But sometimes the best choice is to leave on foot. No matter which method of evacuation you choose, every member of your household should have a “go-bag.” What you have in the go-bag depends on many factors. Everything in the bag increases its weight, so you don’t want to carry anything extra. If you’re forced from your home, you don’t want to spend excess time gathering things and packing. The go-bag needs to be ready to go. Other than the essentials, I mention below, and important paperwork (birth certificates, passports, social security cards), leave everything non-essential, no matter how hard that may be. Ask yourself what’s more important, your wedding photos or your life? Only things that are an absolute necessity should be taken.
These days the idea of “prepping” is trendy, you can visit any number of websites and buy pre-packaged kits. Some of the pre-made go-bags are great, while some are filled with items you’ll probably never use. Every member of your household should have a go-bag packed with items fitting to their age and experience. For example, for small children I recommend, they carry a few changes of clothes, some kid-friendly foods, a full water bottle and their favorite toy.
If you choose a pre-made or DIY version, here’s what to include in your to-go bag:
- A change of weather-appropriate clothing and extra socks
- First-aid kit
- Walkie-talkie for each family member and extra batteries (I’ve tried many brands in my life and found that the BaoFeng BF-88a are the best, their range is incredible and you can’t beat the price)
- Shelf-stable food
- Full stainless steel water bottle
- BIC lighters
- Water purification system
- Lightweight sleeping bag and pad
- Small sewing kit
- 50′ of 550 para-cord
- Survival blanket
- Lightweight camping tarp (tents are also an option but can add weight)
- Hand-warmer packets (can be put in a sleeping bag for extra warmth)
- Small fishing kit including hooks, split shot, small spoons or jigs, and mono fishing line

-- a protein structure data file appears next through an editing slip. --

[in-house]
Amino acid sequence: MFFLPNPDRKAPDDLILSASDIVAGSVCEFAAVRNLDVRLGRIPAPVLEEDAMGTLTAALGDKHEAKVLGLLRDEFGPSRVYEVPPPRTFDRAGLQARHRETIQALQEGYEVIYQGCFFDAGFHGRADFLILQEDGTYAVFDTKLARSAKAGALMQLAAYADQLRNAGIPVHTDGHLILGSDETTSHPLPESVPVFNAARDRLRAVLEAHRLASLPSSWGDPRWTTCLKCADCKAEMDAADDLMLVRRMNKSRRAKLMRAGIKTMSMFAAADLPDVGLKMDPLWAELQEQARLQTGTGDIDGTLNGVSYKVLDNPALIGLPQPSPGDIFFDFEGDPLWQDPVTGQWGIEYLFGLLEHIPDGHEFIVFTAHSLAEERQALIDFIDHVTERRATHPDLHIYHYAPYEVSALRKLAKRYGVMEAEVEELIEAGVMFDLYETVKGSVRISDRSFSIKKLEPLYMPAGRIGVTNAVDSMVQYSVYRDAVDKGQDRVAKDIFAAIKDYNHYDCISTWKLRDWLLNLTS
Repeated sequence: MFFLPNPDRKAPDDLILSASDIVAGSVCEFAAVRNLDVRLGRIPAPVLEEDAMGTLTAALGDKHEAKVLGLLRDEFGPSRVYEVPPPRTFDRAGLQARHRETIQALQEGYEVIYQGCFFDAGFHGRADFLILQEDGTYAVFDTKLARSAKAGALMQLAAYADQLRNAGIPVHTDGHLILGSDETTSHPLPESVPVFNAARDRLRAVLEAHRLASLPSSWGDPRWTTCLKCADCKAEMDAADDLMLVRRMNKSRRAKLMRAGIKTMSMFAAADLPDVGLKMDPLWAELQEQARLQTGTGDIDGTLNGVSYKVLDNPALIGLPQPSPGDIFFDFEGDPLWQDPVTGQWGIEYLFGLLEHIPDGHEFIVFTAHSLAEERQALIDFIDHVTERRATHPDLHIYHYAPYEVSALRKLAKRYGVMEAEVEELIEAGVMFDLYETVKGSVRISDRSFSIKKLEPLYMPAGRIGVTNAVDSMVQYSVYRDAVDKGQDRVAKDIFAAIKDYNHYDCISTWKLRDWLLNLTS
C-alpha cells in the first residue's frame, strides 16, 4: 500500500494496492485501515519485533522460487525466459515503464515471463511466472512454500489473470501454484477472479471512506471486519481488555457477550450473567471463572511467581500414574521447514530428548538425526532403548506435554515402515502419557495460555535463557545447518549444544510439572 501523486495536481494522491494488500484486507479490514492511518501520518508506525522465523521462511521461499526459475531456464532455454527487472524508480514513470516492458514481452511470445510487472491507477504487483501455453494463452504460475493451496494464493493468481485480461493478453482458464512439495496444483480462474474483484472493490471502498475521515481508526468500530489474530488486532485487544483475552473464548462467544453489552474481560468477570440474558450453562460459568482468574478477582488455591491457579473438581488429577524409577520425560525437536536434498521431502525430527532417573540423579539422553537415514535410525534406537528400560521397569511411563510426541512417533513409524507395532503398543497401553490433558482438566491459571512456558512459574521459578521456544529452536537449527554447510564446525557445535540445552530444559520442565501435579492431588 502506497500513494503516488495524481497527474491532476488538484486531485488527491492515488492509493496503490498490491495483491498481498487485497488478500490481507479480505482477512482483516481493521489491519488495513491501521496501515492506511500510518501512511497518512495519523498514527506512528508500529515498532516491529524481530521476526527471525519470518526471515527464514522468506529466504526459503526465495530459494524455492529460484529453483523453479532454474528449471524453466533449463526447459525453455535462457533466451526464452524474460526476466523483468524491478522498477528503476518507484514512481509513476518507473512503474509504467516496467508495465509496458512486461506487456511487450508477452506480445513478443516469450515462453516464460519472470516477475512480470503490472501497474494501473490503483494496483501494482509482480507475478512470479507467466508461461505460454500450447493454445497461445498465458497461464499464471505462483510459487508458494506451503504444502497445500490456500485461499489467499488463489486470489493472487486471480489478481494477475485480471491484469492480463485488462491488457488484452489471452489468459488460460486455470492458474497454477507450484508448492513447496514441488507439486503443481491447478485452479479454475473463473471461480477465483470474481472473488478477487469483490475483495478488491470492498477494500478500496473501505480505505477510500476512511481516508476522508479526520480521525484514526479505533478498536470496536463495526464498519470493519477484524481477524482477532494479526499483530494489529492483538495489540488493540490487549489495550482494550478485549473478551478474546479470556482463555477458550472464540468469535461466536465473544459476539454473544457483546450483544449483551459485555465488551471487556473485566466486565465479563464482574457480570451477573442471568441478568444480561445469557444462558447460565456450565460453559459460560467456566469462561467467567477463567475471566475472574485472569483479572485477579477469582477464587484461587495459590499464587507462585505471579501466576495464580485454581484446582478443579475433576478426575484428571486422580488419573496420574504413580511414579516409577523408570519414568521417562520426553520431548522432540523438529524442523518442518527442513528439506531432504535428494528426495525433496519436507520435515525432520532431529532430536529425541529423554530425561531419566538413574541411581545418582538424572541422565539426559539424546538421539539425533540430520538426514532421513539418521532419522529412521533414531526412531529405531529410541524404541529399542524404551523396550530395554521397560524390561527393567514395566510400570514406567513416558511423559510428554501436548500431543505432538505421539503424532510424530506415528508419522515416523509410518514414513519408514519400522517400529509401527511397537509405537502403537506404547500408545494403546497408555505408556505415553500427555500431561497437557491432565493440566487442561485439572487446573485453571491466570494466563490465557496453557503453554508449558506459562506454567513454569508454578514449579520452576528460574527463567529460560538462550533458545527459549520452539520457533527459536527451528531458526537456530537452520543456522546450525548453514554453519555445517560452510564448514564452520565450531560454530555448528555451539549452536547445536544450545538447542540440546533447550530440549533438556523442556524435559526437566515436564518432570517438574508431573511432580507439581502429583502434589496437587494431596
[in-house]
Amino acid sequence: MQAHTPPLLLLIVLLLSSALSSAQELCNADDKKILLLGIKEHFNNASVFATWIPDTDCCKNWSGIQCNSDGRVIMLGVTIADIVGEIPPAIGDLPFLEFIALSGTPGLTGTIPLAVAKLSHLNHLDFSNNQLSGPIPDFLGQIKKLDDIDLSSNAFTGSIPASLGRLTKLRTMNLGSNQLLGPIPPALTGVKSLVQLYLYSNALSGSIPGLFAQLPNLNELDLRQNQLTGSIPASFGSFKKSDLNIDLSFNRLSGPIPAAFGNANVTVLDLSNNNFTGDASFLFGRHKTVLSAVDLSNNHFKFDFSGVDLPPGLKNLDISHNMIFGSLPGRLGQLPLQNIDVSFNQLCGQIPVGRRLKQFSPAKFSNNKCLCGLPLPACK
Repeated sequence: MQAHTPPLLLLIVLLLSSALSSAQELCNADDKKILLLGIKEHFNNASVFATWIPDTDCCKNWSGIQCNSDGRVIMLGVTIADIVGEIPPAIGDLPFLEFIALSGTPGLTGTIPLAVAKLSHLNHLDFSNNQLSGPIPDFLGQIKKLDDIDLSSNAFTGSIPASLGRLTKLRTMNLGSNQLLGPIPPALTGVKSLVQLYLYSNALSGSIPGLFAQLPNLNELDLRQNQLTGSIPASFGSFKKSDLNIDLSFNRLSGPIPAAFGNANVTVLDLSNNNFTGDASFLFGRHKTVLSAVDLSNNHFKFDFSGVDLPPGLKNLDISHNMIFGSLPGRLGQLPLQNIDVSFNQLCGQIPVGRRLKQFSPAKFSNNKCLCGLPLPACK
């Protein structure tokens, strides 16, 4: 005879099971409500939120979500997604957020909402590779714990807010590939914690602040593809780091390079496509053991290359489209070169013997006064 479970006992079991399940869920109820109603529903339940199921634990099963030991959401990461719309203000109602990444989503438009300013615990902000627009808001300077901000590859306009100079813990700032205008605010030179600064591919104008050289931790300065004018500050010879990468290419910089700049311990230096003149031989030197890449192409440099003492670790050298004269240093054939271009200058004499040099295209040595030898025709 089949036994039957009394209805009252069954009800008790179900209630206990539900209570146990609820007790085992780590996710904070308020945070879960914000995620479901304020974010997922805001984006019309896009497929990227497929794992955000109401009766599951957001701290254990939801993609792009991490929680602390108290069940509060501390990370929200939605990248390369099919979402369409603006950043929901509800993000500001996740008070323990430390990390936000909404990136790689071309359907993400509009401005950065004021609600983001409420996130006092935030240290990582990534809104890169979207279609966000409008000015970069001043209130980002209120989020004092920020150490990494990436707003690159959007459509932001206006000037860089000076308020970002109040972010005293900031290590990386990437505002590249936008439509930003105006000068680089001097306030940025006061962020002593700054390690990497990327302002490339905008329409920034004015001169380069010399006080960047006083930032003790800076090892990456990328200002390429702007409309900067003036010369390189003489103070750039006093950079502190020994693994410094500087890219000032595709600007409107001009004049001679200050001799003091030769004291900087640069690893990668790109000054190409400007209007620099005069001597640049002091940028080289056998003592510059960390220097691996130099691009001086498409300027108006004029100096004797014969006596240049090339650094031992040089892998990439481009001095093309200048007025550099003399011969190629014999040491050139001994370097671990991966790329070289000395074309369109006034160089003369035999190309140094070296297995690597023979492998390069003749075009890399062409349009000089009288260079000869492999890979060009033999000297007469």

This part is hard to talk about because we always want to think the best of our fellow humans. During an event that causes a mass evacuation from an urban or suburban area, there will be people seeking to prey on others. To prevent this from happening to you, it’s best to “blend in” as much as possible. If you’re on foot, leaving your home dressed in the latest tactical gear and wearing a high-end backpack will make you a target. The best thing you can do is use some camouflage of sorts, but I don’t mean camo like you use for hunting. You should be wearing plain, simple clothing. The key is not to stand out.
Every place/situation has a baseline. No matter if I am in nature or the city, I want to make sure that my movement or activity does not go above that baseline. For more on this topic, I suggest you check out my article on concentric rings. In situations where you’re in a large group of people, you need to have your awareness cranked up to maximum level. Keep your head on a swivel and always be looking around. Understand that in the blink of an eye, a group of people can go from being calm to utter chaos. I suggest avoiding being in the middle of a large group. Stick to the edges. Pay close attention to the ebb and flow of what’s going on around you. Always have an exit strategy.
I have purposely chosen not to address firearms in this article for several reasons. The only thing I will mention on the subject is that proper training is of the utmost importance if you do have guns. PLEASE spend the time and money getting training from a qualified instructor. Nothing is more dangerous than a panicking, untrained human with a firearm.
We like to think that life will always be perfect, and nothing terrible will happen. Hopefully, it will be. It seems like as far as the current pandemic goes, we are close to having a vaccine and that by summertime, life may return to normal. If this pandemic has shown us anything, it’s how quickly things can change. If we take some time to plan and prepare physically and mentally, we will be that much better equipped to deal with whatever comes next. Having these conversations with your family and friends can be difficult, but trust me in saying that it is worth it. As they say, “Proper planning prevents poor performance.”
If you want to learn more about urban/suburban survival, I recommend my father’s book “Tom Brown’s Field Guide to City and Suburban Survival.”
In the meantime, stay healthy and happy, and be thankful that you are alive!